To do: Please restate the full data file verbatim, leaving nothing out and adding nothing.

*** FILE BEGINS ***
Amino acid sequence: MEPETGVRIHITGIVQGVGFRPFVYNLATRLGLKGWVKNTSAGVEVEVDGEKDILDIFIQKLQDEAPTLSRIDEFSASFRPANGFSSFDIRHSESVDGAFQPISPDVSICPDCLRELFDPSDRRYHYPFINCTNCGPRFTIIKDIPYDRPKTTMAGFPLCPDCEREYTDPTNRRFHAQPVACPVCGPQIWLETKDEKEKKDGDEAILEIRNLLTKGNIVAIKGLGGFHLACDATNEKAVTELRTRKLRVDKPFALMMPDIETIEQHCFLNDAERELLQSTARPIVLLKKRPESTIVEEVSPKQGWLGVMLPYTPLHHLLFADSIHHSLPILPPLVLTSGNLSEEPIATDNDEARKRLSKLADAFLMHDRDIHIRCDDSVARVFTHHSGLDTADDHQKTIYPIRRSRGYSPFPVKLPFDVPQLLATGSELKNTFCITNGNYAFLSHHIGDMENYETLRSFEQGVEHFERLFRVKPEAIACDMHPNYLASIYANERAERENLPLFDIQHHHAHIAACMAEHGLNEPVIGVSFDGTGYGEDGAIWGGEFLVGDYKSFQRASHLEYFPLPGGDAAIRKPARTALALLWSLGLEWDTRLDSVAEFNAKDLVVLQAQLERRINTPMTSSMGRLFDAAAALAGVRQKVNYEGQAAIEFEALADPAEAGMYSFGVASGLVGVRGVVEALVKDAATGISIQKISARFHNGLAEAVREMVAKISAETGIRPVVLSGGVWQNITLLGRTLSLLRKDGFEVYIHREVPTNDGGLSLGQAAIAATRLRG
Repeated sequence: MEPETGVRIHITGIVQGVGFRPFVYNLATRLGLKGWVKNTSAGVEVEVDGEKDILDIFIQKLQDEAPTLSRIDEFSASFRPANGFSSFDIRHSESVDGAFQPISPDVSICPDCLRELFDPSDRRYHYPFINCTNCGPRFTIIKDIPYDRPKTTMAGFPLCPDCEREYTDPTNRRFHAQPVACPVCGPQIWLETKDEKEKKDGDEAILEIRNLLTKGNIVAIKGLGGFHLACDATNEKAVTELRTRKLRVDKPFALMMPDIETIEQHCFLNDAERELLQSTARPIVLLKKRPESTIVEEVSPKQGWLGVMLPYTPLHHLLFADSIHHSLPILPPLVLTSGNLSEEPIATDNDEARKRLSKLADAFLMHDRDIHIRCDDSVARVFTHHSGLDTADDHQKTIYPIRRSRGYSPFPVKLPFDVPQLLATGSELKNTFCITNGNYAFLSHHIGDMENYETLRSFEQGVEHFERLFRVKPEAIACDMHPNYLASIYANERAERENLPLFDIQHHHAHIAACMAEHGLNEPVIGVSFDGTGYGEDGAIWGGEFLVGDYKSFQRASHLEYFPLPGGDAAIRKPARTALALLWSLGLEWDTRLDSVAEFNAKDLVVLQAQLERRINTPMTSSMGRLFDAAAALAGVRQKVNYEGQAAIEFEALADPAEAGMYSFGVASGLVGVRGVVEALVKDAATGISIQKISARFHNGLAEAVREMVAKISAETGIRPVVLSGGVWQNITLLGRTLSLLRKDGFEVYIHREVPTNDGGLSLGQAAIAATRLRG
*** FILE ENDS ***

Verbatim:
Amino acid sequence: MEPETGVRIHITGIVQGVGFRPFVYNLATRLGLKGWVKNTSAGVEVEVDGEKDILDIFIQKLQDEAPTLSRIDEFSASFRPANGFSSFDIRHSESVDGAFQPISPDVSICPDCLRELFDPSDRRYHYPFINCTNCGPRFTIIKDIPYDRPKTTMAGFPLCPDCEREYTDPTNRRFHAQPVACPVCGPQIWLETKDEKEKKDGDEAILEIRNLLTKGNIVAIKGLGGFHLACDATNEKAVTELRTRKLRVDKPFALMMPDIETIEQHCFLNDAERELLQSTARPIVLLKKRPESTIVEEVSPKQGWLGVMLPYTPLHHLLFADSIHHSLPILPPLVLTSGNLSEEPIATDNDEARKRLSKLADAFLMHDRDIHIRCDDSVARVFTHHSGLDTADDHQKTIYPIRRSRGYSPFPVKLPFDVPQLLATGSELKNTFCITNGNYAFLSHHIGDMENYETLRSFEQGVEHFERLFRVKPEAIACDMHPNYLASIYANERAERENLPLFDIQHHHAHIAACMAEHGLNEPVIGVSFDGTGYGEDGAIWGGEFLVGDYKSFQRASHLEYFPLPGGDAAIRKPARTALALLWSLGLEWDTRLDSVAEFNAKDLVVLQAQLERRINTPMTSSMGRLFDAAAALAGVRQKVNYEGQAAIEFEALADPAEAGMYSFGVASGLVGVRGVVEALVKDAATGISIQKISARFHNGLAEAVREMVAKISAETGIRPVVLSGGVWQNITLLGRTLSLLRKDGFEVYIHREVPTNDGGLSLGQAAIAATRLRG
Repeated sequence: MEPETGVRIHITGIVQGVGFRPFVYNLATRLGLKGWVKNTSAGVEVEVDGEKDILDIFIQKLQDEAPTLSRIDEFSASFRPANGFSSFDIRHSESVDGAFQPISPDVSICPDCLRELFDPSDRRYHYPFINCTNCGPRFTIIKDIPYDRPKTTMAGFPLCPDCEREYTDPTNRRFHAQPVACPVCGPQIWLETKDEKEKKDGDEAILEIRNLLTKGNIVAIKGLGGFHLACDATNEKAVTELRTRKLRVDKPFALMMPDIETIEQHCFLNDAERELLQSTARPIVLLKKRPESTIVEEVSPKQGWLGVMLPYTPLHHLLFADSIHHSLPILPPLVLTSGNLSEEPIATDNDEARKRLSKLADAFLMHDRDIHIRCDDSVARVFTHHSGLDTADDHQKTIYPIRRSRGYSPFPVKLPFDVPQLLATGSELKNTFCITNGNYAFLSHHIGDMENYETLRSFEQGVEHFERLFRVKPEAIACDMHPNYLASIYANERAERENLPLFDIQHHHAHIAACMAEHGLNEPVIGVSFDGTGYGEDGAIWGGEFLVGDYKSFQRASHLEYFPLPGGDAAIRKPARTALALLWSLGLEWDTRLDSVAEFNAKDLVVLQAQLERRINTPMTSSMGRLFDAAAALAGVRQKVNYEGQAAIEFEALADPAEAGMYSFGVASGLVGVRGVVEALVKDAATGISIQKISARFHNGLAEAVREMVAKISAETGIRPVVLSGGVWQNITLLGRTLSLLRKDGFEVYIHREVPTNDGGLSLGQAAIAATRLRG